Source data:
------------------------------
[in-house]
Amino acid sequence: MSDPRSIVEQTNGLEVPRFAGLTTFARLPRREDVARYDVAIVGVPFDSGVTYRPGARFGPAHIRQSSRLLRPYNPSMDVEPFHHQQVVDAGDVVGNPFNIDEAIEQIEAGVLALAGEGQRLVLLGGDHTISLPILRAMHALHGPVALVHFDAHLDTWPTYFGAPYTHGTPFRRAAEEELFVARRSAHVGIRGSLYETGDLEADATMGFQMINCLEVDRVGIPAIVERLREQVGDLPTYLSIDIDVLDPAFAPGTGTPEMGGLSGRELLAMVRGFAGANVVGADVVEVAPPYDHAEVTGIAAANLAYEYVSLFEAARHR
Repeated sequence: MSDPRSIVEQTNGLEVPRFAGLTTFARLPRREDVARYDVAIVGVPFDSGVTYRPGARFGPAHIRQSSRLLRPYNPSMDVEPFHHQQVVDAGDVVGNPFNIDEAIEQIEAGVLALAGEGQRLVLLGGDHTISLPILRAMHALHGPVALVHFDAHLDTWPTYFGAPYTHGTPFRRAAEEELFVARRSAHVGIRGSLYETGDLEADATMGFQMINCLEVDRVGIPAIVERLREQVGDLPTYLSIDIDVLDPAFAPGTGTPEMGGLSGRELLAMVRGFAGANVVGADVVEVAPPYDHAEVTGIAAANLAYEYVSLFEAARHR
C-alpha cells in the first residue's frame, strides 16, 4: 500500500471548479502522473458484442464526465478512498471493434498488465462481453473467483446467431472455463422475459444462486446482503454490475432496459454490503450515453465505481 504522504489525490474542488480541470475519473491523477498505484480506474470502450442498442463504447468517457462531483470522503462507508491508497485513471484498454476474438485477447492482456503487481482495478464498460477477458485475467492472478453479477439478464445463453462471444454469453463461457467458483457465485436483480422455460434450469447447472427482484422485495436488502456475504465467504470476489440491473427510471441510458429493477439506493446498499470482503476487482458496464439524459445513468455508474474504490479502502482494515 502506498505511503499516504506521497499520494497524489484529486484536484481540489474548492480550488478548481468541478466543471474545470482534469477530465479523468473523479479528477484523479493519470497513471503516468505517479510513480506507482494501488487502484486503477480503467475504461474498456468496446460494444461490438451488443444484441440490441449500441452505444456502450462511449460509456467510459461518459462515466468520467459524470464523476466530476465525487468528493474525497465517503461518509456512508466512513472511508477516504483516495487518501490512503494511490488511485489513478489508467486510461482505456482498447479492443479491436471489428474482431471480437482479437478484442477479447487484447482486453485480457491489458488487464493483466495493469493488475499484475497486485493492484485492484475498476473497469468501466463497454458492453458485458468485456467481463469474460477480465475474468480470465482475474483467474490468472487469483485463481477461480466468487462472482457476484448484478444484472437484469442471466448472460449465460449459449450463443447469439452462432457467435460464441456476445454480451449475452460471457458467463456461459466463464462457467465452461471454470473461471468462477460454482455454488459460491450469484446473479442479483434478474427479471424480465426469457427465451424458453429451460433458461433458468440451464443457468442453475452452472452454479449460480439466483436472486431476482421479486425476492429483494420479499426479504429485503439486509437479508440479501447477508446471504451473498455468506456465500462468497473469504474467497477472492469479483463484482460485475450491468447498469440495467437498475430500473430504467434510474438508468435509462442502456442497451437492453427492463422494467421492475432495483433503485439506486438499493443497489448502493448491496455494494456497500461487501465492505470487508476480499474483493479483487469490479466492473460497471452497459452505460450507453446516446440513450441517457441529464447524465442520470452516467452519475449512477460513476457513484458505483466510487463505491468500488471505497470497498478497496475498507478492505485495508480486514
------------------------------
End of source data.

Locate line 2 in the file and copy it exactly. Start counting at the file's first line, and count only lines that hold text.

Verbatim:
Amino acid sequence: MSDPRSIVEQTNGLEVPRFAGLTTFARLPRREDVARYDVAIVGVPFDSGVTYRPGARFGPAHIRQSSRLLRPYNPSMDVEPFHHQQVVDAGDVVGNPFNIDEAIEQIEAGVLALAGEGQRLVLLGGDHTISLPILRAMHALHGPVALVHFDAHLDTWPTYFGAPYTHGTPFRRAAEEELFVARRSAHVGIRGSLYETGDLEADATMGFQMINCLEVDRVGIPAIVERLREQVGDLPTYLSIDIDVLDPAFAPGTGTPEMGGLSGRELLAMVRGFAGANVVGADVVEVAPPYDHAEVTGIAAANLAYEYVSLFEAARHR